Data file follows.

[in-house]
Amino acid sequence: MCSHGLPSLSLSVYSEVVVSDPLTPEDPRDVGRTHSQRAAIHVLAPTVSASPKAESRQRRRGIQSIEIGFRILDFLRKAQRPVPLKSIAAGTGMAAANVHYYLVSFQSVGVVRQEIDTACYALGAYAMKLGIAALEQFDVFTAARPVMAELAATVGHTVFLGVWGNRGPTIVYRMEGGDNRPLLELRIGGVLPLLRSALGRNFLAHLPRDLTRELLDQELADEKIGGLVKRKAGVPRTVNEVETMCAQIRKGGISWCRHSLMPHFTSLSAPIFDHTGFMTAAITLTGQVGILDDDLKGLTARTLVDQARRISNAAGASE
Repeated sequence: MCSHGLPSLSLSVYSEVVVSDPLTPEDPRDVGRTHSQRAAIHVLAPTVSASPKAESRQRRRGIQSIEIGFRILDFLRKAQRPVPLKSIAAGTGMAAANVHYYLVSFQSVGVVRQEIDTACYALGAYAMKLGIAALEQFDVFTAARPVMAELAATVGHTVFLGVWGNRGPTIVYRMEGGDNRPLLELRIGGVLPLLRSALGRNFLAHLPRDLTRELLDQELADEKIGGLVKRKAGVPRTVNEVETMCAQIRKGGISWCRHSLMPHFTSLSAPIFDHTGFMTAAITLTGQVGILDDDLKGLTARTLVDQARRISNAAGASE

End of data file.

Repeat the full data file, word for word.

[in-house]
Amino acid sequence: MCSHGLPSLSLSVYSEVVVSDPLTPEDPRDVGRTHSQRAAIHVLAPTVSASPKAESRQRRRGIQSIEIGFRILDFLRKAQRPVPLKSIAAGTGMAAANVHYYLVSFQSVGVVRQEIDTACYALGAYAMKLGIAALEQFDVFTAARPVMAELAATVGHTVFLGVWGNRGPTIVYRMEGGDNRPLLELRIGGVLPLLRSALGRNFLAHLPRDLTRELLDQELADEKIGGLVKRKAGVPRTVNEVETMCAQIRKGGISWCRHSLMPHFTSLSAPIFDHTGFMTAAITLTGQVGILDDDLKGLTARTLVDQARRISNAAGASE
Repeated sequence: MCSHGLPSLSLSVYSEVVVSDPLTPEDPRDVGRTHSQRAAIHVLAPTVSASPKAESRQRRRGIQSIEIGFRILDFLRKAQRPVPLKSIAAGTGMAAANVHYYLVSFQSVGVVRQEIDTACYALGAYAMKLGIAALEQFDVFTAARPVMAELAATVGHTVFLGVWGNRGPTIVYRMEGGDNRPLLELRIGGVLPLLRSALGRNFLAHLPRDLTRELLDQELADEKIGGLVKRKAGVPRTVNEVETMCAQIRKGGISWCRHSLMPHFTSLSAPIFDHTGFMTAAITLTGQVGILDDDLKGLTARTLVDQARRISNAAGASE